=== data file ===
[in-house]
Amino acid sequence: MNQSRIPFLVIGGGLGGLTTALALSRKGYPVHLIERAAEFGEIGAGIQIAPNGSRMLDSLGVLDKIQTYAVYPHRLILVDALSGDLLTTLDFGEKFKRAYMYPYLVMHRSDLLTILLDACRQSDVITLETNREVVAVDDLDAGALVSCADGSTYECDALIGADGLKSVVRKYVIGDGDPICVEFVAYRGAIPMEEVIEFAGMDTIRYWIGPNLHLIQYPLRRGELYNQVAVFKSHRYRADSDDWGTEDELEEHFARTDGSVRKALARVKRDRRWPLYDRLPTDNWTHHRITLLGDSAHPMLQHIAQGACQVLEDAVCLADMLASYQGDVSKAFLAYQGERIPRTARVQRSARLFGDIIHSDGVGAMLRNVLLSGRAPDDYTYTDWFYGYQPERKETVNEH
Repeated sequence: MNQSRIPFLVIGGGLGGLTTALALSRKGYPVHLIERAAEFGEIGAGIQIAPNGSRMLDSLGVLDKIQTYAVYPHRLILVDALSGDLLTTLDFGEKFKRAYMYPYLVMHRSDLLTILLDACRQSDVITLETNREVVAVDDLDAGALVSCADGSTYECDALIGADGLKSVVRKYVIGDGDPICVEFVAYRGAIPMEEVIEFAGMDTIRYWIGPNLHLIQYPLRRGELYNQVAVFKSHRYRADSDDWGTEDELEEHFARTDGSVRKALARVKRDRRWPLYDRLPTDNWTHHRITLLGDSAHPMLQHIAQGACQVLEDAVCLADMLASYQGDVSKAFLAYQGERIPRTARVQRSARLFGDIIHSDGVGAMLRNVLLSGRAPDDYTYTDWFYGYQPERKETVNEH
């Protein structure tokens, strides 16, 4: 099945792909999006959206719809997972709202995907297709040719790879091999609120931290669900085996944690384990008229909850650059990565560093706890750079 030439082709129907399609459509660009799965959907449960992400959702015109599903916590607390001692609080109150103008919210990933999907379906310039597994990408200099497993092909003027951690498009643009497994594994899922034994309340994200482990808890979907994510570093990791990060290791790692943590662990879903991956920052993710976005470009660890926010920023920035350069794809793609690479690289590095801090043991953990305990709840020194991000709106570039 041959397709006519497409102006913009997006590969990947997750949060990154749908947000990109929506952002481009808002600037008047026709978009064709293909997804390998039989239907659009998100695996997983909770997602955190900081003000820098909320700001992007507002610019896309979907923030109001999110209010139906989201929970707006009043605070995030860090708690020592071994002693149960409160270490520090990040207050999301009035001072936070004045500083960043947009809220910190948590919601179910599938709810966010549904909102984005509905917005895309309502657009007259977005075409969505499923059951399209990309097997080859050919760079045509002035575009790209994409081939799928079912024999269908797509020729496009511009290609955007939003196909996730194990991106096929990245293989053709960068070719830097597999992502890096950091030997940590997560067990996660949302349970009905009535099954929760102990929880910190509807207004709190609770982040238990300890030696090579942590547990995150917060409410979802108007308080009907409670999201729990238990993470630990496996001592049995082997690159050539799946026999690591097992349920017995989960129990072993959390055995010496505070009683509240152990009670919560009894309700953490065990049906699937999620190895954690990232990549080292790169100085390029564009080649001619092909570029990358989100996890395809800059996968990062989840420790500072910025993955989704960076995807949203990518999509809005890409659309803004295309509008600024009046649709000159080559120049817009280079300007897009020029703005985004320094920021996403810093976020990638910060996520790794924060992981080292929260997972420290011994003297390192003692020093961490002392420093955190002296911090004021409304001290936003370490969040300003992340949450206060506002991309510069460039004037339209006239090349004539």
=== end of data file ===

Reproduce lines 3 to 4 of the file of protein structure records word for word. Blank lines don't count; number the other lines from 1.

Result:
Repeated sequence: MNQSRIPFLVIGGGLGGLTTALALSRKGYPVHLIERAAEFGEIGAGIQIAPNGSRMLDSLGVLDKIQTYAVYPHRLILVDALSGDLLTTLDFGEKFKRAYMYPYLVMHRSDLLTILLDACRQSDVITLETNREVVAVDDLDAGALVSCADGSTYECDALIGADGLKSVVRKYVIGDGDPICVEFVAYRGAIPMEEVIEFAGMDTIRYWIGPNLHLIQYPLRRGELYNQVAVFKSHRYRADSDDWGTEDELEEHFARTDGSVRKALARVKRDRRWPLYDRLPTDNWTHHRITLLGDSAHPMLQHIAQGACQVLEDAVCLADMLASYQGDVSKAFLAYQGERIPRTARVQRSARLFGDIIHSDGVGAMLRNVLLSGRAPDDYTYTDWFYGYQPERKETVNEH
């Protein structure tokens, strides 16, 4: 099945792909999006959206719809997972709202995907297709040719790879091999609120931290669900085996944690384990008229909850650059990565560093706890750079 030439082709129907399609459509660009799965959907449960992400959702015109599903916590607390001692609080109150103008919210990933999907379906310039597994990408200099497993092909003027951690498009643009497994594994899922034994309340994200482990808890979907994510570093990791990060290791790692943590662990879903991956920052993710976005470009660890926010920023920035350069794809793609690479690289590095801090043991953990305990709840020194991000709106570039 041959397709006519497409102006913009997006590969990947997750949060990154749908947000990109929506952002481009808002600037008047026709978009064709293909997804390998039989239907659009998100695996997983909770997602955190900081003000820098909320700001992007507002610019896309979907923030109001999110209010139906989201929970707006009043605070995030860090708690020592071994002693149960409160270490520090990040207050999301009035001072936070004045500083960043947009809220910190948590919601179910599938709810966010549904909102984005509905917005895309309502657009007259977005075409969505499923059951399209990309097997080859050919760079045509002035575009790209994409081939799928079912024999269908797509020729496009511009290609955007939003196909996730194990991106096929990245293989053709960068070719830097597999992502890096950091030997940590997560067990996660949302349970009905009535099954929760102990929880910190509807207004709190609770982040238990300890030696090579942590547990995150917060409410979802108007308080009907409670999201729990238990993470630990496996001592049995082997690159050539799946026999690591097992349920017995989960129990072993959390055995010496505070009683509240152990009670919560009894309700953490065990049906699937999620190895954690990232990549080292790169100085390029564009080649001619092909570029990358989100996890395809800059996968990062989840420790500072910025993955989704960076995807949203990518999509809005890409659309803004295309509008600024009046649709000159080559120049817009280079300007897009020029703005985004320094920021996403810093976020990638910060996520790794924060992981080292929260997972420290011994003297390192003692020093961490002392420093955190002296911090004021409304001290936003370490969040300003992340949450206060506002991309510069460039004037339209006239090349004539």